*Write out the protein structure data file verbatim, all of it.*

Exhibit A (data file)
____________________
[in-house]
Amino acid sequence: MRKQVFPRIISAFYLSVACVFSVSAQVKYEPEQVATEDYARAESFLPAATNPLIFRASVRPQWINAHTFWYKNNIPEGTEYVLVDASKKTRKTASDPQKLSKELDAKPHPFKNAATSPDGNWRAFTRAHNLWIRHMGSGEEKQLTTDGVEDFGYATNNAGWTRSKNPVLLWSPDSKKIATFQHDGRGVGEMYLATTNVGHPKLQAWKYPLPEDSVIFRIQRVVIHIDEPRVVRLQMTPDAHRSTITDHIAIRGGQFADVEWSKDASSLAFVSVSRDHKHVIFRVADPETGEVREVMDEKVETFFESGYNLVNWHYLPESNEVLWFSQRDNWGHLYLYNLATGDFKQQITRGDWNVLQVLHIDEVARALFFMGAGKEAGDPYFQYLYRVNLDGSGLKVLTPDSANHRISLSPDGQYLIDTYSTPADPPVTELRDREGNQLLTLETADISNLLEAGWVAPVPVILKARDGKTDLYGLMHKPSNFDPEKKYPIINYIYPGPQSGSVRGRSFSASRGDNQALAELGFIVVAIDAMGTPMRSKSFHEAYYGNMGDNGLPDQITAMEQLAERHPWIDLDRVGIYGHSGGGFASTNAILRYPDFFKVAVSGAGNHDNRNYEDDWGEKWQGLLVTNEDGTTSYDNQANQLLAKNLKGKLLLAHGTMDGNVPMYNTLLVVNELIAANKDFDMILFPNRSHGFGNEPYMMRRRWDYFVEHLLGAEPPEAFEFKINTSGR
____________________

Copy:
[in-house]
Amino acid sequence: MRKQVFPRIISAFYLSVACVFSVSAQVKYEPEQVATEDYARAESFLPAATNPLIFRASVRPQWINAHTFWYKNNIPEGTEYVLVDASKKTRKTASDPQKLSKELDAKPHPFKNAATSPDGNWRAFTRAHNLWIRHMGSGEEKQLTTDGVEDFGYATNNAGWTRSKNPVLLWSPDSKKIATFQHDGRGVGEMYLATTNVGHPKLQAWKYPLPEDSVIFRIQRVVIHIDEPRVVRLQMTPDAHRSTITDHIAIRGGQFADVEWSKDASSLAFVSVSRDHKHVIFRVADPETGEVREVMDEKVETFFESGYNLVNWHYLPESNEVLWFSQRDNWGHLYLYNLATGDFKQQITRGDWNVLQVLHIDEVARALFFMGAGKEAGDPYFQYLYRVNLDGSGLKVLTPDSANHRISLSPDGQYLIDTYSTPADPPVTELRDREGNQLLTLETADISNLLEAGWVAPVPVILKARDGKTDLYGLMHKPSNFDPEKKYPIINYIYPGPQSGSVRGRSFSASRGDNQALAELGFIVVAIDAMGTPMRSKSFHEAYYGNMGDNGLPDQITAMEQLAERHPWIDLDRVGIYGHSGGGFASTNAILRYPDFFKVAVSGAGNHDNRNYEDDWGEKWQGLLVTNEDGTTSYDNQANQLLAKNLKGKLLLAHGTMDGNVPMYNTLLVVNELIAANKDFDMILFPNRSHGFGNEPYMMRRRWDYFVEHLLGAEPPEAFEFKINTSGR